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Games and Activities for Connection and Emotional Intelligence

Every type of intelligence comes down to your capacity to manage something. This can refer to information, logic, body-kinesthetic capabilities, social interactions and, of course, emotions.

In that regard, emotional intelligence comes down to the ability to identify, comprehend and manage emotions, both your own as well as the feelings of others.

While the general intelligence factor can be measured, a valid psychometric scale by which emotional intelligence is determined is yet to be discovered.

That being said, all types of intelligence gets conveniently tucked under the umbrella of ‘g’ or the general intelligence. They are considered to be the aspect of your overall intellect, the skills that you can develop.

As such, emotional intelligence can be acquired, practiced and enhanced, much akin to strengthening muscles through exercise.

If you plan to improve your EI, take a look at the most convenient games and activities for connection and emotional intelligence below.

Practice self-awareness

All practices that enhance emotional intelligence begin with broad self-awareness activities. They will help you understand where your strengths lie, as well as your weaknesses, and contribute to better brain health.

For starters, you can easily find a list of character traits online and print it out in order to underline the traits that you already have and those that you can improve in two different colors.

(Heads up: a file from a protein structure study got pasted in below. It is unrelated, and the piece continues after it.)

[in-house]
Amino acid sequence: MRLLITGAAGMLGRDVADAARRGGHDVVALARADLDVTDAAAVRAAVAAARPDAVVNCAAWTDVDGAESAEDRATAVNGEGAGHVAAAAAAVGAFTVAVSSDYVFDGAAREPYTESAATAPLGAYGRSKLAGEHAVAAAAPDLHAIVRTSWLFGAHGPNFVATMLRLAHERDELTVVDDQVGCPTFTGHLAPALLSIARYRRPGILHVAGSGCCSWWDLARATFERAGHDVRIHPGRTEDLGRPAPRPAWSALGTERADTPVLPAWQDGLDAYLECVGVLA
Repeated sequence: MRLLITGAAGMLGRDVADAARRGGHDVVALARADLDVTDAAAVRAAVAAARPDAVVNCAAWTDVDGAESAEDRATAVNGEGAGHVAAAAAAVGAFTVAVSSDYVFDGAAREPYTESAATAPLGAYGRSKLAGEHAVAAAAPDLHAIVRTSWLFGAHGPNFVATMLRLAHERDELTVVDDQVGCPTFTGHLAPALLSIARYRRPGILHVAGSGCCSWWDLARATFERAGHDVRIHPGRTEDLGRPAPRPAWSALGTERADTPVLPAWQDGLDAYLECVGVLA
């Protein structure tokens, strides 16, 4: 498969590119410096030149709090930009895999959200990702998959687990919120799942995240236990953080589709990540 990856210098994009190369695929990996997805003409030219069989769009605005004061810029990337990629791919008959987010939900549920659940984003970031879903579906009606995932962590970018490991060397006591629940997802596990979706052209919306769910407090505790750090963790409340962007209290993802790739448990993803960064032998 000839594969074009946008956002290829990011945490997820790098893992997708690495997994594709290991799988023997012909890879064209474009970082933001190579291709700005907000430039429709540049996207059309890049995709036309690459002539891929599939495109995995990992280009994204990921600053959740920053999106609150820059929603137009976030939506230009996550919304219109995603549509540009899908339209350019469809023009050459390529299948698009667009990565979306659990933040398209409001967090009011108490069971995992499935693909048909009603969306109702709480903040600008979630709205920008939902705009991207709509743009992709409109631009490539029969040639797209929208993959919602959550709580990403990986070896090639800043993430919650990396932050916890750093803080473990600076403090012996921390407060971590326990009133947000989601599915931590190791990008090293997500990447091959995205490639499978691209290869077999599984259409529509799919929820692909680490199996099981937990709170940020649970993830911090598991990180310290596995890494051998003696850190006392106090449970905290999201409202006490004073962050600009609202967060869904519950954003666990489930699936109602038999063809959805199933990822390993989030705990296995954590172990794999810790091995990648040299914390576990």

Have a spare third color for the traits that you did not know you already have and which you are certainly bound to discover as you exercise your self-awareness in a myriad of social activities throughout the day.

The point is to detach yourself from the situation as it unfolds and observe how you react.

You might be surprised to discover that you don’t know yourself as well as you think, which is a good entry point for the development of confidence and emotional intelligence.

Become the fog

Many social interactions are loaded with passive-aggressive exchanges or open hostility. Such occasions can become especially intense when you face a loved one.

One of the hallmarks of emotional intelligence is the ability to stay calm in high-pressure situations. This is where a sort of a ‘make-believe’ practice can do wonders: become the fog.

It is a simple activity, almost akin to a game, that can make a world of difference in emotionally intense situations and conflicts.

You can imagine that you are made of fog, that words and sentences are nothing but hard objects thrown at you. Naturally, if you were made of fog, these objects would simply pass through you.

This works especially well with when you face ad hominem attacks from other people or in situations when a loved one throws scathing criticisms at you.

You can even respond with sentences that reflect nothing but the agreement with what has been said to you, without any accompanying emotion (and it cannot be stressed enough that the absence of emotions needs to stay truthful and consistent).

Practice this long enough, and you’ll have a lifetime of nerves to spare.

Play a video game

Only recently has video game addiction become established as an official mental disorder, and while it stands that this is a controversial decision that can be argued against, the bottom line is that the impact of video games on human psychology still requires a lot of research.